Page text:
What you’ll get from this post: An outline of the research supporting narrative as a persuasive strategy and one example of how it can be used for conversion.
Estimated reading time: 5 minutes; approximately 995 words.
If you’re feeling a bit overwhelmed with the amount of new information you encounter each day, take solace in the fact you’re not alone. Every minute, 571 new websites are created, 204,166,667 emails are sent, Facebook users create 684,478 new posts, and YouTube users upload 48 hours of video. The challenge this deluge creates is clear. Management researchers have been grappling with the issue of “information overload” since at least the 1970s. “When the amount of input to a system exceeds its processing capacity,” researchers have noted, “a reduction in decision quality will occur.”
In the context of online communication, this reduction leads to a failure or unwillingness of the audience to process your message. This leads to the much-discussed tendency of users to scan and skim—instead of read and contemplate—web content. As a result, best practice tells us to chunk content, use prominent descriptive headings, resort to common forms like lists, and make gratuitous use of bullets. This is great advice—especially for those new to optimization—and it can produce impressive results. But for businesses that have already developed some understanding of customers through iterative testing and optimization, it may be time to move beyond these best practices.
In fact the exact opposite—using more words to tell a more complex narrative—may prove to be more effective. Though easily scanned pages are ubiquitous online, there’s evidence that one of the oldest content forms of all—story and narrative—might ultimately be the most persuasive means of communication.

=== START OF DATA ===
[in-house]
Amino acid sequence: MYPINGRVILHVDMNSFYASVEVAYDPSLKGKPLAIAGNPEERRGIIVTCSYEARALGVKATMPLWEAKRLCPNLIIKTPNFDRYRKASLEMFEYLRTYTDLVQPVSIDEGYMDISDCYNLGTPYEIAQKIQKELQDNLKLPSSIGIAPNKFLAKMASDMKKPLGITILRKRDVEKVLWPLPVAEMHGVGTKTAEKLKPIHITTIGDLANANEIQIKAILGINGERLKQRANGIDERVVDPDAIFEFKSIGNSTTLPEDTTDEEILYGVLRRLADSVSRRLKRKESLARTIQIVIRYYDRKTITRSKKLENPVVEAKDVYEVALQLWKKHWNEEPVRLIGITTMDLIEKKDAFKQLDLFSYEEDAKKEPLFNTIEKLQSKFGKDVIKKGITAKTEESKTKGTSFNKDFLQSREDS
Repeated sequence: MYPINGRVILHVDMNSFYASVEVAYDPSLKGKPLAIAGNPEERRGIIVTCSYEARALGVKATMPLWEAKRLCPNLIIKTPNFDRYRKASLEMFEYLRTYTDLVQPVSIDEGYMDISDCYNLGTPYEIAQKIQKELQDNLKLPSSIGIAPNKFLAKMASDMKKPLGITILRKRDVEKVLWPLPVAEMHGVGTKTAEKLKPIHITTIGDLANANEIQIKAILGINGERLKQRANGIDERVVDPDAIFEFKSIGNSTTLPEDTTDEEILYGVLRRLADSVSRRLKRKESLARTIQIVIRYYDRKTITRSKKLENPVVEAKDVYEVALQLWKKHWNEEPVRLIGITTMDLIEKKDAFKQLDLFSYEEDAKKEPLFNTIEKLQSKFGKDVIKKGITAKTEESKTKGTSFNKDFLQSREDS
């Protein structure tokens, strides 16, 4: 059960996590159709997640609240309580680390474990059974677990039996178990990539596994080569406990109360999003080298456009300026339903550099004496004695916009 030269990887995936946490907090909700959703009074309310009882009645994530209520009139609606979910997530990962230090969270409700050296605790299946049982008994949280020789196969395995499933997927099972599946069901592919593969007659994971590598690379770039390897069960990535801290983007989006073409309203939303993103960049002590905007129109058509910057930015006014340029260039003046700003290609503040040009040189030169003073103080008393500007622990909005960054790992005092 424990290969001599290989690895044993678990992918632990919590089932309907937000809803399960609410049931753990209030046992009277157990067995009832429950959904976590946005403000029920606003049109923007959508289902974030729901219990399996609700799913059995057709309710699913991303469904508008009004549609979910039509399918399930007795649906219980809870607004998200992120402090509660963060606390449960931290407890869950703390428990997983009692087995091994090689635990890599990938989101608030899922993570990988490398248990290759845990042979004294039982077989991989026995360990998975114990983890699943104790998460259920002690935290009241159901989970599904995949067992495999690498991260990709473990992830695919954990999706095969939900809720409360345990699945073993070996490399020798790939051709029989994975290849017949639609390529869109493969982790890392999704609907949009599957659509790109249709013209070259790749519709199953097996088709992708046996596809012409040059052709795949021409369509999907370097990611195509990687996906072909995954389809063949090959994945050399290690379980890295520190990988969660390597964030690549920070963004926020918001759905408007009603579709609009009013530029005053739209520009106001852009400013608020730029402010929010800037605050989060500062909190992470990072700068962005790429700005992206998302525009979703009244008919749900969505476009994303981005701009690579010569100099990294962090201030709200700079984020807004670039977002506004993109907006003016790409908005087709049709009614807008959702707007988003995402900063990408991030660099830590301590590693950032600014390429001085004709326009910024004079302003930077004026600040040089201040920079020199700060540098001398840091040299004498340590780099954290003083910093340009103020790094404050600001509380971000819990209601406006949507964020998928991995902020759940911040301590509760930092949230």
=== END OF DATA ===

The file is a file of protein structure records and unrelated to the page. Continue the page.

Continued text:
In a frequently referenced study, participants were asked to share a sum of money with a stranger. Before facing the decision, half the group received a placebo and the other half received a does of oxytocin—a chemical associated with feelings of empathy. The participants that received oxytocin were 80 percent more generous than those given placebo. This finding has been supported by fMRI research and a number of other studies.
It has also been extended to scenarios without the artificial introduction of oxytocin. To stimulate feelings of empathy in these studies, researchers showed participants a short video telling the story of a young boy unwittingly dying of cancer, and the struggle his father faces knowing his happy son’s time is limited. The story, they found, elicited strong feelings of distress and empathy. Analyzing blood samples taken before and after watching the story found participants produced high levels of cortisol—a chemical associated with feelings of distress, known to increase concentration—and oxytocin.
Researchers also asked participants alternately to give money to a stranger or donate to a charity after watching the video. Participants who had produced the highest levels of cortisol and oxytocin gave most generously to both the stranger and charity. The narrative, researchers discovered, changed people’s behavior by changing the chemistry of their brain.